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from the Guest Books...


tourism accreditation in australia

Tourism accreditation in Australia centres on the federally administered Australian Tourism Data Warehouse (ATDW); a database of accredited tourism businesses used by distributors including Australia.com, australiatourism.travel, australias.guide, and in WA westernaustralia.com, trustthetick.com.au and trailswa.com.au. To be on this database a tourism business needs to be accredited by Star Ratings Australia, or under the Australian Tourism Accreditation Program (ATAP).

star ratings

Star Ratings vs Trip Advisor

The Star Ratings Australia (formerly AAA Tourism) star rating scheme was for a long while the only tool people had to compare the quality of accommodation on offer. The rating criteria are freely available, so it is simple for providers to self-rate their accommodation and avoid the hefty fees charged by SRA for "official" accreditation (currently upwards of $340 per year - try finding that on their website).

Not that it matters, because most people have their own idea of what 4 or 5 star accommodation looks like without needing to know the thread count of the sheets or the hours that Reception is open; hosts and guests alike are relying more on guest reviews on sites like Trip Advisor because they offer a credible alternative, and only use star ratings ("official" or self rated) as a guide to facilities on offer. It matters to SRA because it undermines their outdated business model and claimed intellectual property rights; their defences have included some very negative advertising denigrating self-rated establishments. How sad is that?

what you expect

Star Ratings Australia are fond of claiming that their ratings are official and independent; that at least sounds pretty good and doesn't seem too much to expect. You might also expect that their rating would give a reasonably reliable indication of the standard of facilities on offer.

what you get

Star Ratings Australia is a private for-profit company wholly owned by automotive associations including state RACs/AAs and the NRMA. They are not part of the Government (unlike appliance, building and food health star ratings) and their accreditation is not to any Australian Standard. They do have trademark rights over the "star" accommodation rating symbols, which may be the basis of their claim to be "official".

Under SRA's scheme, what you get is accommodation that will have been visited ONCE in the previous THREE YEARS by someone who gave the owner up to TWO WEEKS notice of the inspection, who didn't stay there, or necessarily even see inside the unit you could stay in. They would have been treated like royalty, so couldn't objectively assess ANY of the service or hospitality on offer, or any of the value represented.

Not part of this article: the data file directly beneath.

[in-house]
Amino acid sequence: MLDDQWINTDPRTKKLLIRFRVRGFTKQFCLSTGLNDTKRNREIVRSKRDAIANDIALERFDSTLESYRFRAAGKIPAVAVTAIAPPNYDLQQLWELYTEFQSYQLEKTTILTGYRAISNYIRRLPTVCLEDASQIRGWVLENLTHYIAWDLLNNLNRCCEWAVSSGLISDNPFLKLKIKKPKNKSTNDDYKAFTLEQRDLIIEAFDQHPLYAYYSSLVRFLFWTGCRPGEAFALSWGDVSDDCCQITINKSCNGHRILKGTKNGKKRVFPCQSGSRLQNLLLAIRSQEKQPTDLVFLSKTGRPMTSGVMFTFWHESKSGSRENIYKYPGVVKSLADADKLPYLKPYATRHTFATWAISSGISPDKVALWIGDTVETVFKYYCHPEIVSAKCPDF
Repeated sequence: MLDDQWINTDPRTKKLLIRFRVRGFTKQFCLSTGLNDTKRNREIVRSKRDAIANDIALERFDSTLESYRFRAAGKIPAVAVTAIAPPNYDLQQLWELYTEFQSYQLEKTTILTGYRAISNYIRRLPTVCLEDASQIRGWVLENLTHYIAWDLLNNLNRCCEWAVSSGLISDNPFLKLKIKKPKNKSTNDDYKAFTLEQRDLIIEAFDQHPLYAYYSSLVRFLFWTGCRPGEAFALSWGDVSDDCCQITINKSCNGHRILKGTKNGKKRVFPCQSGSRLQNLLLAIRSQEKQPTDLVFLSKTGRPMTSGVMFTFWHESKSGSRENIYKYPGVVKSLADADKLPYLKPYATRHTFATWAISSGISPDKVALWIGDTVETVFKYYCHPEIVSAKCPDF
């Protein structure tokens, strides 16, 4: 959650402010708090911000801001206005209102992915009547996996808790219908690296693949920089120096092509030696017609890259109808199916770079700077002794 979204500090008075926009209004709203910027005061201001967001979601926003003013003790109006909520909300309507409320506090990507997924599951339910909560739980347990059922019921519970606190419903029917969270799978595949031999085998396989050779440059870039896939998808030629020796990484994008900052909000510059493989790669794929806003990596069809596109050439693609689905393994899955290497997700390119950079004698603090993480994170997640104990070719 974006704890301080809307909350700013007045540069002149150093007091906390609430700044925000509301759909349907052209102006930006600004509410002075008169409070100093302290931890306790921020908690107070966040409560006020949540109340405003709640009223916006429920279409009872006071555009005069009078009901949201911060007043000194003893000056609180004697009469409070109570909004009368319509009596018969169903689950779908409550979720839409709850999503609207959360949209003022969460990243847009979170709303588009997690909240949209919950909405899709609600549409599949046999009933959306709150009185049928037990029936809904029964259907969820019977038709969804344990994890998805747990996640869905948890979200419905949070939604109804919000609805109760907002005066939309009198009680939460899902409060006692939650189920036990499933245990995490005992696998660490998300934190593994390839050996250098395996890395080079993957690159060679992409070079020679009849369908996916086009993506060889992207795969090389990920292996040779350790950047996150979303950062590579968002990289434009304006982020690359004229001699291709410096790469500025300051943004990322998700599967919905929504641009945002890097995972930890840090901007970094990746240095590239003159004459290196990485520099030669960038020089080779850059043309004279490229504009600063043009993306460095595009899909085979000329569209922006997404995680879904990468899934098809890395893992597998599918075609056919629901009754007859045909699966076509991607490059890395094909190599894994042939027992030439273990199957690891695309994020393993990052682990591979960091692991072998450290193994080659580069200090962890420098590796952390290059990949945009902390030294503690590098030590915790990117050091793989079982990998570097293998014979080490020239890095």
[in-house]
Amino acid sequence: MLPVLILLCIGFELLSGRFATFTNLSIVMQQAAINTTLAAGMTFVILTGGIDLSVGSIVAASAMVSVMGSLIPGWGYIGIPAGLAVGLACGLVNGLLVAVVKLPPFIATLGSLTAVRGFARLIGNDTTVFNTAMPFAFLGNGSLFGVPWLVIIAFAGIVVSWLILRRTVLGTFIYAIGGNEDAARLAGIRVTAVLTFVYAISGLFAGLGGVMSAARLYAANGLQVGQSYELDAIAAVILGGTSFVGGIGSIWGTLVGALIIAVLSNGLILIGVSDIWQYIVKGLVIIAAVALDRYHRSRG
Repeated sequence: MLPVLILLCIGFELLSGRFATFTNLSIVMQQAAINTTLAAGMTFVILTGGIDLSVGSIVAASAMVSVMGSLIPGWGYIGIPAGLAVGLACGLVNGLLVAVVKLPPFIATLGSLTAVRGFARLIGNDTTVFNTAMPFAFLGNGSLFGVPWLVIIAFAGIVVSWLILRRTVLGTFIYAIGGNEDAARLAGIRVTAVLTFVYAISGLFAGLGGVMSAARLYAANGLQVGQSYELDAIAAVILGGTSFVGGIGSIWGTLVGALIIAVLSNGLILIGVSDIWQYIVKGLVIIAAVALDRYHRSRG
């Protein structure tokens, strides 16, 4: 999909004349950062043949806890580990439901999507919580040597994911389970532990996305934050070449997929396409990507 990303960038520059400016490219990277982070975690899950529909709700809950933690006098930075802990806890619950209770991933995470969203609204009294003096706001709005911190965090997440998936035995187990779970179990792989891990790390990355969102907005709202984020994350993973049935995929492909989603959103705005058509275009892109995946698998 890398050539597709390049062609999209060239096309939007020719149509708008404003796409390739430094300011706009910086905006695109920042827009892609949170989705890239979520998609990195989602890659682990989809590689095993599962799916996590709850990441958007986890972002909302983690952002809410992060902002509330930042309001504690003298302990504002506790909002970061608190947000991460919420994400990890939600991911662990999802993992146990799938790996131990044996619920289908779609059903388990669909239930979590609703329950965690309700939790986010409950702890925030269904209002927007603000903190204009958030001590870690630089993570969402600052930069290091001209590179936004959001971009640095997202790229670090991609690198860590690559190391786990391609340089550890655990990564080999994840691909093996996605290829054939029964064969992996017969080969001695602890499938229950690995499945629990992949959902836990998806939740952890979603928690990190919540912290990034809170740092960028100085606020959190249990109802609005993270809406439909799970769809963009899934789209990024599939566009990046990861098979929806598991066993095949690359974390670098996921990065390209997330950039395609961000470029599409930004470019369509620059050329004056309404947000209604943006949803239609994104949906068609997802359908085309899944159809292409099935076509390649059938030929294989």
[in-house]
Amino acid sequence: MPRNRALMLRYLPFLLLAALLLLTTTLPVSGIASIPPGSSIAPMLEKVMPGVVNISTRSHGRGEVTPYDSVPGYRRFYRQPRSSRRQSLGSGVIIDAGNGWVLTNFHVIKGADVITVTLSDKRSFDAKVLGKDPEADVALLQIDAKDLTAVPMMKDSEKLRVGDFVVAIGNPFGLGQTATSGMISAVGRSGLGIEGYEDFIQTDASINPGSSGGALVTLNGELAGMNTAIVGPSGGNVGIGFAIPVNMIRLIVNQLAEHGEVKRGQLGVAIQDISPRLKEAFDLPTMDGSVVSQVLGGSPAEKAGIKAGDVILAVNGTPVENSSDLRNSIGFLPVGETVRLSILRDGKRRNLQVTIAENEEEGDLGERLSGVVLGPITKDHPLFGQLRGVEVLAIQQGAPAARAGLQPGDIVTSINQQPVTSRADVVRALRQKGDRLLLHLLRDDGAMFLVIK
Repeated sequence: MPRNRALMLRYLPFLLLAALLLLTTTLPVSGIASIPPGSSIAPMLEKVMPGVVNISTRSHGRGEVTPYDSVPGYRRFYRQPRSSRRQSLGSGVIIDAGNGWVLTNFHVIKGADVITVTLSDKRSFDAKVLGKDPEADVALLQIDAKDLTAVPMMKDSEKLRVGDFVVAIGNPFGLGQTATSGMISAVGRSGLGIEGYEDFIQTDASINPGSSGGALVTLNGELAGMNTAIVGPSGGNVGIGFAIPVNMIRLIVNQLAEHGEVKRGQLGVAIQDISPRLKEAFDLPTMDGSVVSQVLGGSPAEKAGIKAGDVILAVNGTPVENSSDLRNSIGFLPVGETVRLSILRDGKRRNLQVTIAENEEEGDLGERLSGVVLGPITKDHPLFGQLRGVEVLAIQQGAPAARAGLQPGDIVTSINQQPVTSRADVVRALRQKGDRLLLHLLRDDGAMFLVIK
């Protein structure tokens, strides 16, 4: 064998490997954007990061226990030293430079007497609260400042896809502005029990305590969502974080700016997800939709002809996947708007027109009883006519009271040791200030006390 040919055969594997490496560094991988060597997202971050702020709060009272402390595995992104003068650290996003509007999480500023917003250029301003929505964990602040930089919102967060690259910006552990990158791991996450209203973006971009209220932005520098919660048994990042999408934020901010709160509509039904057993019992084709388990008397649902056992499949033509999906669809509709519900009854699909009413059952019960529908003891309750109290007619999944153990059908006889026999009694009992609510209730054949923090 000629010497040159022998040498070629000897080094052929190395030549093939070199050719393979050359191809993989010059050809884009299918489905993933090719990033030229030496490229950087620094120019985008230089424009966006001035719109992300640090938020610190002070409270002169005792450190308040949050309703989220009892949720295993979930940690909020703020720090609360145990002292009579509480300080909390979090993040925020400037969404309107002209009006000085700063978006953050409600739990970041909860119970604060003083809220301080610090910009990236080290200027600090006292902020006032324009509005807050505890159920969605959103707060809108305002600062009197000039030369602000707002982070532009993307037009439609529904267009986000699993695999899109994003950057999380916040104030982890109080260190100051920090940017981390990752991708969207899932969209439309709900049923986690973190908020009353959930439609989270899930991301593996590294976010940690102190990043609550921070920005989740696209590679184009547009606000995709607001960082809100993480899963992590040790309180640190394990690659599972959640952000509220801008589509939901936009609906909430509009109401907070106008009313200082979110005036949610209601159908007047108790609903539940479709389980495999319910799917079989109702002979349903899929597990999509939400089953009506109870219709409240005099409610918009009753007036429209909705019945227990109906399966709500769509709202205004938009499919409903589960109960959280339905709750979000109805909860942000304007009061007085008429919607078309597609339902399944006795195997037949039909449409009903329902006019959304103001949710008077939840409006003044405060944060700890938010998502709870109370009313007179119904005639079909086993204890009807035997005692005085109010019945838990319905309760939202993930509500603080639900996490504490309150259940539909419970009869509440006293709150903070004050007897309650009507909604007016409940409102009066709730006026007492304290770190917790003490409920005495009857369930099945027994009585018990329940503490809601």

The owners would have paid SRA a minimum of $1020 over three years for this single visit; they are SRA's customers and SRA is going to look after them as a priority. SRA's claim that their ratings are independent is clearly false; if they were, such payments would be corrupt (refer last bullet point below).

what you might get

We've generally had better experiences at non-rated or self-rated establishments that star-rated ones. Perhaps that is because the star-rated ones are usually bigger with no owners on site; perhaps it is because they don't have to take personal responsibility for their ratings. Anyway, we don't like their advertising; we avoid star-rated establishments and RAC products in general.

Amongst the things we have found at star-rated establishments (4 stars or higher) are:

It is safe to assume that most of these things would be unknown or not detected by anyone who didn't stay there. If you trust in stars, you really need an astrologer.

* Water quality/safety or fire safety is not assessed under SRA criteria.

the australian tourism accreditation program

ATAP

ATAP is essentially a quality assurance program that offers consumers confidence that tourism operators have commitment to standards of product and service, continuous improvement, and truth in advertising. This is accomplished by accreditation to a defined set of management systems, policies and procedures which are administered and audited by the State-based tourism authorities. Like all quality assurance programs, the concept makes sense but the main beneficiaries tend to be the accreditation agencies/auditors rather than the licensees or consumers.

The ATDW claims as listing benefits "massive" online exposure, comprehensive statistics and cost effectiveness, on which basis we signed up in mid 2015 for accreditation under the "Trust the Tick" logo. According to ATDW's "comprehensive statistics" our listing was seen only 46 times in the first year (all from Queensland on the same day) and only 86 times in the second year (sources unknown). These views generated just 68 click-throughs to our website from ATDW distributors ($8.50 per click) and no bookings at all. The problem seems to be that distributors focus on the international market and their websites for the most part direct tourists to iconic destinations; we had difficulty finding our own listing on most of them, and our complaints fell on deaf ears. So much for truth in advertising.

Needless to say the tick is gone; all the commitment and the systems remain.